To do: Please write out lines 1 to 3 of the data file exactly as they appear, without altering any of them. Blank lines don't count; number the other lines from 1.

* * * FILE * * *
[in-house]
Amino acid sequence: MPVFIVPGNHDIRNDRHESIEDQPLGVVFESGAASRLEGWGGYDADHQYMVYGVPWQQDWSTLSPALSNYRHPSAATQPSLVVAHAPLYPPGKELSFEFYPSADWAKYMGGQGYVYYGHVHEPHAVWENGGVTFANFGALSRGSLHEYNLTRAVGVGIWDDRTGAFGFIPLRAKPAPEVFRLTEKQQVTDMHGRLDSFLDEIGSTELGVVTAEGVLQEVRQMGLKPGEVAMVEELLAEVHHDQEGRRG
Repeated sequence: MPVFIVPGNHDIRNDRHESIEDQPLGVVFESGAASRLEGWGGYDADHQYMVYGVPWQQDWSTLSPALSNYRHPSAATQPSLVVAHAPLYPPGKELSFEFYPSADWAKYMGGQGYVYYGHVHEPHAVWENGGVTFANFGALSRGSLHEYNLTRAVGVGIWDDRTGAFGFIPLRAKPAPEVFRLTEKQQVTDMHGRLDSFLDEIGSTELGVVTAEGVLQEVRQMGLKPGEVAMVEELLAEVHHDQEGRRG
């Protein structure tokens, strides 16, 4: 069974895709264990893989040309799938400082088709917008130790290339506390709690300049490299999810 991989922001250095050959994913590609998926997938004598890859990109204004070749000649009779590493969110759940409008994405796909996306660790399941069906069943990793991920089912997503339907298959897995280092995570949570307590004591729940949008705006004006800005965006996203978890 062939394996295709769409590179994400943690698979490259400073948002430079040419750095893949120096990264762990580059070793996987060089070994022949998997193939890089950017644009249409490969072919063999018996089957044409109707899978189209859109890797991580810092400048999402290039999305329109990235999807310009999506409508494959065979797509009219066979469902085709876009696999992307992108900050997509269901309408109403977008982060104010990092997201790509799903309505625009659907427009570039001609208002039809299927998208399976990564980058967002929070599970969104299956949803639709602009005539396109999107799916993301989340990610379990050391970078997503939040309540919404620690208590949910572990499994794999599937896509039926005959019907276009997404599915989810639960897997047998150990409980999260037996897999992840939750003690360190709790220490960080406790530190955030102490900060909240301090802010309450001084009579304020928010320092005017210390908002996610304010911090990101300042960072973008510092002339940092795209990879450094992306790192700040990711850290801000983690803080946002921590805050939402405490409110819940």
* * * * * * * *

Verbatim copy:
[in-house]
Amino acid sequence: MPVFIVPGNHDIRNDRHESIEDQPLGVVFESGAASRLEGWGGYDADHQYMVYGVPWQQDWSTLSPALSNYRHPSAATQPSLVVAHAPLYPPGKELSFEFYPSADWAKYMGGQGYVYYGHVHEPHAVWENGGVTFANFGALSRGSLHEYNLTRAVGVGIWDDRTGAFGFIPLRAKPAPEVFRLTEKQQVTDMHGRLDSFLDEIGSTELGVVTAEGVLQEVRQMGLKPGEVAMVEELLAEVHHDQEGRRG
Repeated sequence: MPVFIVPGNHDIRNDRHESIEDQPLGVVFESGAASRLEGWGGYDADHQYMVYGVPWQQDWSTLSPALSNYRHPSAATQPSLVVAHAPLYPPGKELSFEFYPSADWAKYMGGQGYVYYGHVHEPHAVWENGGVTFANFGALSRGSLHEYNLTRAVGVGIWDDRTGAFGFIPLRAKPAPEVFRLTEKQQVTDMHGRLDSFLDEIGSTELGVVTAEGVLQEVRQMGLKPGEVAMVEELLAEVHHDQEGRRG